In the third decade of the 18th century, a wooden manor house was erected in Hawłowice Górne by the then owners of the property, the Trzciński family, coat-of-arms Rawicz. It replaced the existing older building, which was relegated to function as a storage house. The residence was subsequently modernised in the 19th century, and it is in that form that it survived until the 1960s.
The 19th century modernisation, carried out by Edward Zaklika in 1824-1852, began with covering the wooden walls with an outside brick layer.
Storage house – right next to the remnants of the manor house, there is a masonry building which until not long ago had been incorrectly referred to as an Arian chapel.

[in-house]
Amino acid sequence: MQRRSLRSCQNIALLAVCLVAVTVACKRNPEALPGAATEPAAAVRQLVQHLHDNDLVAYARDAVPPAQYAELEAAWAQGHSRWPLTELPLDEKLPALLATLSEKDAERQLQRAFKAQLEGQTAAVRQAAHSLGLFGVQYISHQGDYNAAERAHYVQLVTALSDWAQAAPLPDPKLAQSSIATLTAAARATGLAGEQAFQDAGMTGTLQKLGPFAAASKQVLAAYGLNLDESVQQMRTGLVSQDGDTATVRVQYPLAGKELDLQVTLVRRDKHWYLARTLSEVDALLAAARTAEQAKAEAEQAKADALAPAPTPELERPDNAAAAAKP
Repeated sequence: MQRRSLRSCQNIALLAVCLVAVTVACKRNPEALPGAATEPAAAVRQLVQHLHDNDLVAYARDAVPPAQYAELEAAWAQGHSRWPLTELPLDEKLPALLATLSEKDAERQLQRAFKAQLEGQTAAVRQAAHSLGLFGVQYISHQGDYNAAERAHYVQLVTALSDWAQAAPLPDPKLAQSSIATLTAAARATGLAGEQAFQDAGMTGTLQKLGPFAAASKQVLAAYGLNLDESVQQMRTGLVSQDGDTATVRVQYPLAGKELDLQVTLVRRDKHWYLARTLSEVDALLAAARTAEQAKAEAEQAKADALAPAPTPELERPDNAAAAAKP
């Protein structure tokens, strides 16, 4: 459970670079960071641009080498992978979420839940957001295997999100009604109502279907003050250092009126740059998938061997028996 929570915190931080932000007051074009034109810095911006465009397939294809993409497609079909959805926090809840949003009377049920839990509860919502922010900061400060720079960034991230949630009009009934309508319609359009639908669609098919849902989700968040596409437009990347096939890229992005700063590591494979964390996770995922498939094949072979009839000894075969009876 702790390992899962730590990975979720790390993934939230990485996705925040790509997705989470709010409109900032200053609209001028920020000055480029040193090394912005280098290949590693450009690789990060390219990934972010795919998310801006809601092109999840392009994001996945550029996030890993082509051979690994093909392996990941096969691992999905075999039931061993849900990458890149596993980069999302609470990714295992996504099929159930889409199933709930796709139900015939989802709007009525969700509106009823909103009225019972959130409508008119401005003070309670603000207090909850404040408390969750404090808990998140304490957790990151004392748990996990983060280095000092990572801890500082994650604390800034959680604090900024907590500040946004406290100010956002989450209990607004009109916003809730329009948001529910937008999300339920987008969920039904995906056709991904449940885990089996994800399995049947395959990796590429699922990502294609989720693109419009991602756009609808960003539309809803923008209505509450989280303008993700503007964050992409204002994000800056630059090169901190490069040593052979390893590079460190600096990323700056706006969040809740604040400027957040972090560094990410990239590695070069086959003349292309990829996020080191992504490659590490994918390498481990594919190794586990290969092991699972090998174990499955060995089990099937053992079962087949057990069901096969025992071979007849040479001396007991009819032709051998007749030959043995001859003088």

In fact, it is a masonry manor – known as a knightly curia – dating back to the 15th or early 16th centuries. After the new manor house was built in the 18th century, the old building began being used as a storage facility. It was constructed on the plan of a rectangle similar to a square and it had a cellar. Today, it has only one floor, but originally it was a two-story building, with a tower-like appearance. It was intended for year-round residential use. The curia in Hawłowice is one of the best preserved and studied early manor houses of this type in Poland. Inside the storage house, interesting wall paintings have survived, depicting, among others, the coat-of-arms of the Broniowski family – Tarnawa. These are the oldest surviving lay wall paintings in south-eastern Poland.
The preserved elements of the manor-and-park layout include: part of the manor house (alcove), old manor house-granary, a granary and remnants of the landscape park. At present, a comprehensive renovation is underway. The property is owned privately.